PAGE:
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Waiting for The Market to Boom is a Terrible Strategy

Sam Lee wrote a very awesome piece last year titled “Waiting for the Market to Crash is a Terrible Strategy“. The basic gist of the post was that you shouldn’t wait around for market crashes trying to time when you will invest in the markets. That summary is a disservice to Sam’s thoughtful post so go give it a full read.

As the stock market booms and Donald Trump touts the market’s record highs every day there is a palpable feeling of missing out. Many people are now jumping in and waiting for a surge in stocks. In a recent note Jeremy Grantham discussed the prospects of a “melt-up”. This is something I’ve discussed ever since Trump was elected – he has all the right ingredients for creating a stock bubble:

  1. Trump is pro-business to a fault.
  2. Trump is exploding the deficit (which adds to corporate profits).
  3. Trump is talking up the market.
  4. Trump’s policies probably won’t deliver the lofty results he expects.

Now, I hate to attribute too much of the stock market boom to politicians because the fact of the matter is that the market and the economy move mainly because regular people go to work every day and do amazing things. Politicians might influence the speeds and quality of the roads, but let’s not mistake them for the engines powering the progress of the vehicles on those roads. Still, someone like Trump is a bit like injecting nitrous oxide into the car and when you’ve already been moving along at a fast clip for 8 years, well, that looks like a pretty good recipe for a destabilizing boom in asset prices.


Let’s try to bring things back to operational facts. Now, the operational fact of asset allocation is that the stock and bond markets are inherently long-term instruments. The bond market is about an 8 year instrument on average and the stock market is best thought of as having a duration of at least 25.¹ When we take our savings and allocate them into these instruments we are engaging in an inherently long-term endeavor. You can try to squeeze returns out of them by being super short-term, but in the aggregate they will generate whatever return they are designed to pay out.² That doesn’t mean we need to be irrationally long-term, however, we also shouldn’t be irrationally short-term. Planning for a “near-term melt-up” is an irrationally short-term expectation. And just like it’s silly to plan for a crash it’s equally silly to position your portfolio for a boom.

The problem with constructing your portfolio around a “near-term melt-up” is that you’re timing a very bullish short-term outcome. So, let’s say you’re the kind of investor who has a conservative risk profile and you read the Grantham note and you alter your allocation to something more aggressive. If you’re wrong then you’ve created a huge behavioral conflict in your portfolio. Since we know that predicting the short-term is a negative sum game with low probabilities of accurate outcomes, we know that trying to predict and benefit from the melt-up will add significant behavioral risk to your portfolio.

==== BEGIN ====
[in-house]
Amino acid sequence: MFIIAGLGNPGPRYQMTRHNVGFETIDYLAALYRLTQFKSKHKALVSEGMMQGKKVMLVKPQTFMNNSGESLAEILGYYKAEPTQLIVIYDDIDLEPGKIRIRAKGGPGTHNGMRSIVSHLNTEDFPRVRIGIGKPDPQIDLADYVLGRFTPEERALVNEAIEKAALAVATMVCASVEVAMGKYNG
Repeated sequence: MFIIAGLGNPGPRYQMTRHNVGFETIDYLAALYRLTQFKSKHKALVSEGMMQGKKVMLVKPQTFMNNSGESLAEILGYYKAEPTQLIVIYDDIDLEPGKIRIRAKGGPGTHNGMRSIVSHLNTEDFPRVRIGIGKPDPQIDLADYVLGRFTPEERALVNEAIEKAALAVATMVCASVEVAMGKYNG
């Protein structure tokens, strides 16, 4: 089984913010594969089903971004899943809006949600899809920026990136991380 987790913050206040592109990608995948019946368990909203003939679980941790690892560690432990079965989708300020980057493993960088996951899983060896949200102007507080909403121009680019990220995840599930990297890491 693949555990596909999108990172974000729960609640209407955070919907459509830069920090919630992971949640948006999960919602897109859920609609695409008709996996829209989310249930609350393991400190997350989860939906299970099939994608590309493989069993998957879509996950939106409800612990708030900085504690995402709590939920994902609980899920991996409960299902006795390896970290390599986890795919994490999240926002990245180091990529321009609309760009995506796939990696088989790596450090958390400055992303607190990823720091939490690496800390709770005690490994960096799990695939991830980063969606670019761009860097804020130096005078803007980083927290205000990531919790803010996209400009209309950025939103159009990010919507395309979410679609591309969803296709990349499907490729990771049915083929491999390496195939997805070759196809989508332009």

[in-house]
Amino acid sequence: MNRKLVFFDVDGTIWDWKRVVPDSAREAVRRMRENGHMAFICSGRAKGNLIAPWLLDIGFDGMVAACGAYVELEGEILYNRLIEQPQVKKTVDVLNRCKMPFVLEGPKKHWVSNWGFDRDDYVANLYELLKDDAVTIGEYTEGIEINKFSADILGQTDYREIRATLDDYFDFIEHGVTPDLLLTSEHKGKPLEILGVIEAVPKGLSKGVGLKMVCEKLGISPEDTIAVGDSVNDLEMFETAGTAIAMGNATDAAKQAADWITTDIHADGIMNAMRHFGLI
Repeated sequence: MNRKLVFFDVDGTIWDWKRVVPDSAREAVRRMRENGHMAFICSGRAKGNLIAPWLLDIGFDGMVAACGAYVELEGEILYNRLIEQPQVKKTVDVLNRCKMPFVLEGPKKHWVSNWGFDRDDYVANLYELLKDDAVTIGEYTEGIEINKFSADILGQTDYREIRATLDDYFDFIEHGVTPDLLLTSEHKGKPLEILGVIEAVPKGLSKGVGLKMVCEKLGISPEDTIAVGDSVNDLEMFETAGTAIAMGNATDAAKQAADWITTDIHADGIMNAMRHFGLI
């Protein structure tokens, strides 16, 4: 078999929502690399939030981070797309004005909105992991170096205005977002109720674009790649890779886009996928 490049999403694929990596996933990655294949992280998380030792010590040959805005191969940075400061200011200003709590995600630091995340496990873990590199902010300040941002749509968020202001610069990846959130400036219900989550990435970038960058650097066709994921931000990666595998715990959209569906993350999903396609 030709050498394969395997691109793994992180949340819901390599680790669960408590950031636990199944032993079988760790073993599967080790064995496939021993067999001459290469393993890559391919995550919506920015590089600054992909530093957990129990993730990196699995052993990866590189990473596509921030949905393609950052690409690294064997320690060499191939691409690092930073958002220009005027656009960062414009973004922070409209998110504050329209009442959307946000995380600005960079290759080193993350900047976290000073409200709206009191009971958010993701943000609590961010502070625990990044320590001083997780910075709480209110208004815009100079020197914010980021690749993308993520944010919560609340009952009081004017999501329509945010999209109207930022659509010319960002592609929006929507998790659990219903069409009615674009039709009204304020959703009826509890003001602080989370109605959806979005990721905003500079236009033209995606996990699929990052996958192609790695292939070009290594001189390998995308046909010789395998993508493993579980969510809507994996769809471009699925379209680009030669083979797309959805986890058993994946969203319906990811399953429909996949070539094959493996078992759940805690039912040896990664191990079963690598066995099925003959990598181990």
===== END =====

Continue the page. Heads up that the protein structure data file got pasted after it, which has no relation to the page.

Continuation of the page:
More importantly, if the market does “melt-up” then that implies that it could “meltdown”. So, if you alter your portfolio from a conservative profile to an aggressive profile then you will benefit from the melt-up, but you also need to time the market to account for a potential meltdown. This all-in or all-out type of mentality reduces the potential for behavioral alpha because it creates a conflict between your portfolio and your actual risk profile.

Most people should ignore these types of short-term narratives because waiting for the market to boom or bust is an inherently short endeavor that will only creates conflicts between your financial needs and your behavioral profile. Instead, establish your financial needs, find a realistic profile, construct the appropriate portfolio and stick with the plan through melt-ups and meltdowns. In the end you’ll guarantee that you save money on taxes and fees all the while adding the only type of alpha that matters – behavioral alpha.

¹ – How to Avoid the Problem of Short-termism

² – As a simple example of this consider a AAA rated 10 year bond paying 2%. That instrument will pay 2% every single year for 10 years with near certainty. No matter how much you trade it over those 10 years it will not pay more than 2% per year. Of course, some people might trade it more successfully than others, but over the course of that 10 years all of that trading only reduces the aggregate return that investors on the whole will earn as the instrument literally cannot pay out more than it was designed to pay over its lifetime. 

NB – If you have money to burn and want to speculate I guess there’s nothing wrong with that, but for most of us who are investing our literal savings, this sort of short-term speculation should play no role in the way we allocate assets.